Dec. 2 – The latest issue of DPRK Business Monthly is now available for complimentary download. The regular magazine looks at current international, domestic, and peninsular affairs concerning North Korea while also offering commentary and tourism information on the country.
In recent international news, Victor Ishayev, Russian President Dmitry Medvedev’s envoy for the Far East, has said that the DPRK will earn US$100 million annually if it becomes a transit country for Russian gas supplies to South Korea.
Back in August, President Medvedev said after talks with his DPRK counterpart Kim Jong-il that the parties had reached an agreement to build a natural gas pipeline to South Korea across North Korean territory, at a cost of US$6 billion.
“It (the US$100 million) would be a huge sum for a country with a gross annual product of US$10 billion at present,” Ishayev commented. “Moreover, the DPRK would have to make no big effort to get it.”
In other international news, North Korea’s mineral exports to China have tripled this year compared to a year ago, according to a joint study by Yonhap News Agency and the Seoul-based IBK Economic Research Institute.
Data show that China imported 8.42 million tons of minerals from North Korea from January to September this year, worth US$852 million. Over the first nine months of last year China bought 3.04 million tons of minerals from the North, for US$245 million.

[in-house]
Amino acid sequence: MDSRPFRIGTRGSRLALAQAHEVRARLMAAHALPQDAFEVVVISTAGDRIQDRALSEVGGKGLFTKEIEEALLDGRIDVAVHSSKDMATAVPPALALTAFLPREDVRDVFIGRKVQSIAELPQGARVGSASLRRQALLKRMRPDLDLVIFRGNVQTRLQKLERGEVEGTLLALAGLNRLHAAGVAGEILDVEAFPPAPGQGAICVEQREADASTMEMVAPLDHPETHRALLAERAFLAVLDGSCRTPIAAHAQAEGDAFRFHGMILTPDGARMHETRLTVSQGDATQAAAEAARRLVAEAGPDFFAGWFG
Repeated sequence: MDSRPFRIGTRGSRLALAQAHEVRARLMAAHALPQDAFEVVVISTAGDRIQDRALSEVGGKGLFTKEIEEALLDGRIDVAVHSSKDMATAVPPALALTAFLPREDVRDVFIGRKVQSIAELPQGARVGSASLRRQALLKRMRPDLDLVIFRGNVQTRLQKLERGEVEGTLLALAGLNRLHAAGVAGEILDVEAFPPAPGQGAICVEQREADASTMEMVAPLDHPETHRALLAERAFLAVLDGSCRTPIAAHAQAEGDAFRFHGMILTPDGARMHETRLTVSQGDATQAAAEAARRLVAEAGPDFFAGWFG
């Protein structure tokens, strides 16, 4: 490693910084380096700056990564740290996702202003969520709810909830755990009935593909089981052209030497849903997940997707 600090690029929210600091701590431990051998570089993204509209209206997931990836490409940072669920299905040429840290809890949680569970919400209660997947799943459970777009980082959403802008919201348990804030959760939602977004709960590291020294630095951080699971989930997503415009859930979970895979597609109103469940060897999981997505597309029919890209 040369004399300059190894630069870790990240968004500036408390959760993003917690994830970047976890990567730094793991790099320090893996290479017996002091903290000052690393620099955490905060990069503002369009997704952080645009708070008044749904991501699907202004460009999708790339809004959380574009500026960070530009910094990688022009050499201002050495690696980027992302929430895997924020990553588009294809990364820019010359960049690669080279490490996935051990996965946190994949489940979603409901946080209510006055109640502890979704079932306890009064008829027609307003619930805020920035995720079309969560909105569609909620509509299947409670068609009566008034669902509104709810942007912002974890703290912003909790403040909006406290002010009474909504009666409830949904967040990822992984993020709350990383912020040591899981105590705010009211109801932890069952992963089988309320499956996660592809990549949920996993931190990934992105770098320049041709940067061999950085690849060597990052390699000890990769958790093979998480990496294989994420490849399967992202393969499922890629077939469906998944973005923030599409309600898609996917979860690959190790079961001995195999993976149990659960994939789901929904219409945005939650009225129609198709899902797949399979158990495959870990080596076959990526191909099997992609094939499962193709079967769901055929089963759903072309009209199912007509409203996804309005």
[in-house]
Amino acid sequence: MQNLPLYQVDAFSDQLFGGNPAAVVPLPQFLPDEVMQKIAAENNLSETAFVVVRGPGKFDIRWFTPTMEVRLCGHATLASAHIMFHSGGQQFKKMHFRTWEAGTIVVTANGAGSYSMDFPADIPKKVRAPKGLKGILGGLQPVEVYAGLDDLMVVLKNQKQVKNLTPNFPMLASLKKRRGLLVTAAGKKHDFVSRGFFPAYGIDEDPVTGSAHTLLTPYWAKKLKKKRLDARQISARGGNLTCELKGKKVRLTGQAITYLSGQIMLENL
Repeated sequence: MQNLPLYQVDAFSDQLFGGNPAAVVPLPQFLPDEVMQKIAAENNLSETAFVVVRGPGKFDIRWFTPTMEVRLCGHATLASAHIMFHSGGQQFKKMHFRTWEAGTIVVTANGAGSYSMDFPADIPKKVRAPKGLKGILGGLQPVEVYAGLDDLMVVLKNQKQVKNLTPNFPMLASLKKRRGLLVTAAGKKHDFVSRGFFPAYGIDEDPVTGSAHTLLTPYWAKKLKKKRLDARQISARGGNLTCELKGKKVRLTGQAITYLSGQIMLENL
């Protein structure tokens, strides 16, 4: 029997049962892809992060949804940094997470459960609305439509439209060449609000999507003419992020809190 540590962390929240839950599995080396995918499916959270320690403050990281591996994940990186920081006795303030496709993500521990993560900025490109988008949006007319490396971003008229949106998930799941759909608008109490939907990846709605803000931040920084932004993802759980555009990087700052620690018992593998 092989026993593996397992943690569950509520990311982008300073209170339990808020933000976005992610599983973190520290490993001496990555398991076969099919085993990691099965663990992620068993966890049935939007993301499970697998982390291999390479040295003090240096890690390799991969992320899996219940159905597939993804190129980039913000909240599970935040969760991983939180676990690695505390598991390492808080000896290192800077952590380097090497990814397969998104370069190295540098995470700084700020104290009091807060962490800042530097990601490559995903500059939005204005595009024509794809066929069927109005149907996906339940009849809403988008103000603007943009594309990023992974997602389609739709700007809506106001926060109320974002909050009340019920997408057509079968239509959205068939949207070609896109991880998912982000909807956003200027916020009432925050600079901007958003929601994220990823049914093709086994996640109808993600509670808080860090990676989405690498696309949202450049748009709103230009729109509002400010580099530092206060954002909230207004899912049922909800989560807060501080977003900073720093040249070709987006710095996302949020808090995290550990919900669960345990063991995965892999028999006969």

Anthracite coal was the biggest import.
In domestic news, DPRK state news agency KCNA reports that the construction of 100,000 private homes in Pyongyang is 70 percent complete. Pyongyang’s district of Mansudae is to build over 1,000 units of high-rise apartments (77 stories), theaters, parks and other recreational facilities.
The transformation of the DPRK capital is aimed at completion by April 15, 2012, the centenary of the birth of the country’s founding President Kim Il-sung.
In peninsular affairs, the South Korean government has approved of plans to improve the road between the city of Kaesong and the Kaesong Industrial Complex.
A South Korean government official explained that the decision was made pursuant to an agreement between the Kaesong Industrial Complex Management Committee, South Korea’s LH Construction and the North Korean authorities.
“Our side has taken on responsibility for planning the road repairs and supervising the construction,” he added. “The weather could change things, but the construction should require three months and is expected to cost 1.8 billion South Korean won.”
To read further about these topics, and much more, please download the complimentary DPRK Business Monthly PDF on the Asia Briefing Bookstore.
DPRK Business Monthly is produced by North Korea expert Paul White.